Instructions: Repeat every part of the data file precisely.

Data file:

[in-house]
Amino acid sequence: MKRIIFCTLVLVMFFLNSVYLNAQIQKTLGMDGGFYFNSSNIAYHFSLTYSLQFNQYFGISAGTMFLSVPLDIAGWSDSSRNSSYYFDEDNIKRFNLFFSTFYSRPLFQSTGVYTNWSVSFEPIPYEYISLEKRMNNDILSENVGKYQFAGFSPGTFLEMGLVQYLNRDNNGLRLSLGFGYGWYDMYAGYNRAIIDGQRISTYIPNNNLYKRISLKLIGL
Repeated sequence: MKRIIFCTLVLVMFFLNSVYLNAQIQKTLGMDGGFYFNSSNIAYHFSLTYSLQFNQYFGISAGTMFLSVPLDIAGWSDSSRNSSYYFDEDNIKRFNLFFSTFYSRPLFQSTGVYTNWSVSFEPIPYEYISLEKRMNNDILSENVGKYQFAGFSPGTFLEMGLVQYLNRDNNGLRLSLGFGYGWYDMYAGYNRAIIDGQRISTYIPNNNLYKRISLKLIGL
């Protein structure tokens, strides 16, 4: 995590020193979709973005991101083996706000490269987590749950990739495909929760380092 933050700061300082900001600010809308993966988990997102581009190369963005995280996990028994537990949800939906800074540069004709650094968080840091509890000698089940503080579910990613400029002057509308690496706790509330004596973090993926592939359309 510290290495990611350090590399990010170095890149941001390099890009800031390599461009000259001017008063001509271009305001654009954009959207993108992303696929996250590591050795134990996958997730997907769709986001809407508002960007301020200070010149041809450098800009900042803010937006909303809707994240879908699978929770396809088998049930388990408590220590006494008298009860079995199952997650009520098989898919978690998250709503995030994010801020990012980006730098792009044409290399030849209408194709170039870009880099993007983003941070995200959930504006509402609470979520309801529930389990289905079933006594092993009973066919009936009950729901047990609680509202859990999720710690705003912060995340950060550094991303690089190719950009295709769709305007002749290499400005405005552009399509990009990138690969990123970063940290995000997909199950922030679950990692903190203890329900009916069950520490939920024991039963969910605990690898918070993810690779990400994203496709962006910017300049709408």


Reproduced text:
[in-house]
Amino acid sequence: MKRIIFCTLVLVMFFLNSVYLNAQIQKTLGMDGGFYFNSSNIAYHFSLTYSLQFNQYFGISAGTMFLSVPLDIAGWSDSSRNSSYYFDEDNIKRFNLFFSTFYSRPLFQSTGVYTNWSVSFEPIPYEYISLEKRMNNDILSENVGKYQFAGFSPGTFLEMGLVQYLNRDNNGLRLSLGFGYGWYDMYAGYNRAIIDGQRISTYIPNNNLYKRISLKLIGL
Repeated sequence: MKRIIFCTLVLVMFFLNSVYLNAQIQKTLGMDGGFYFNSSNIAYHFSLTYSLQFNQYFGISAGTMFLSVPLDIAGWSDSSRNSSYYFDEDNIKRFNLFFSTFYSRPLFQSTGVYTNWSVSFEPIPYEYISLEKRMNNDILSENVGKYQFAGFSPGTFLEMGLVQYLNRDNNGLRLSLGFGYGWYDMYAGYNRAIIDGQRISTYIPNNNLYKRISLKLIGL
């Protein structure tokens, strides 16, 4: 995590020193979709973005991101083996706000490269987590749950990739495909929760380092 933050700061300082900001600010809308993966988990997102581009190369963005995280996990028994537990949800939906800074540069004709650094968080840091509890000698089940503080579910990613400029002057509308690496706790509330004596973090993926592939359309 510290290495990611350090590399990010170095890149941001390099890009800031390599461009000259001017008063001509271009305001654009954009959207993108992303696929996250590591050795134990996958997730997907769709986001809407508002960007301020200070010149041809450098800009900042803010937006909303809707994240879908699978929770396809088998049930388990408590220590006494008298009860079995199952997650009520098989898919978690998250709503995030994010801020990012980006730098792009044409290399030849209408194709170039870009880099993007983003941070995200959930504006509402609470979520309801529930389990289905079933006594092993009973066919009936009950729901047990609680509202859990999720710690705003912060995340950060550094991303690089190719950009295709769709305007002749290499400005405005552009399509990009990138690969990123970063940290995000997909199950922030679950990692903190203890329900009916069950520490939920024991039963969910605990690898918070993810690779990400994203496709962006910017300049709408």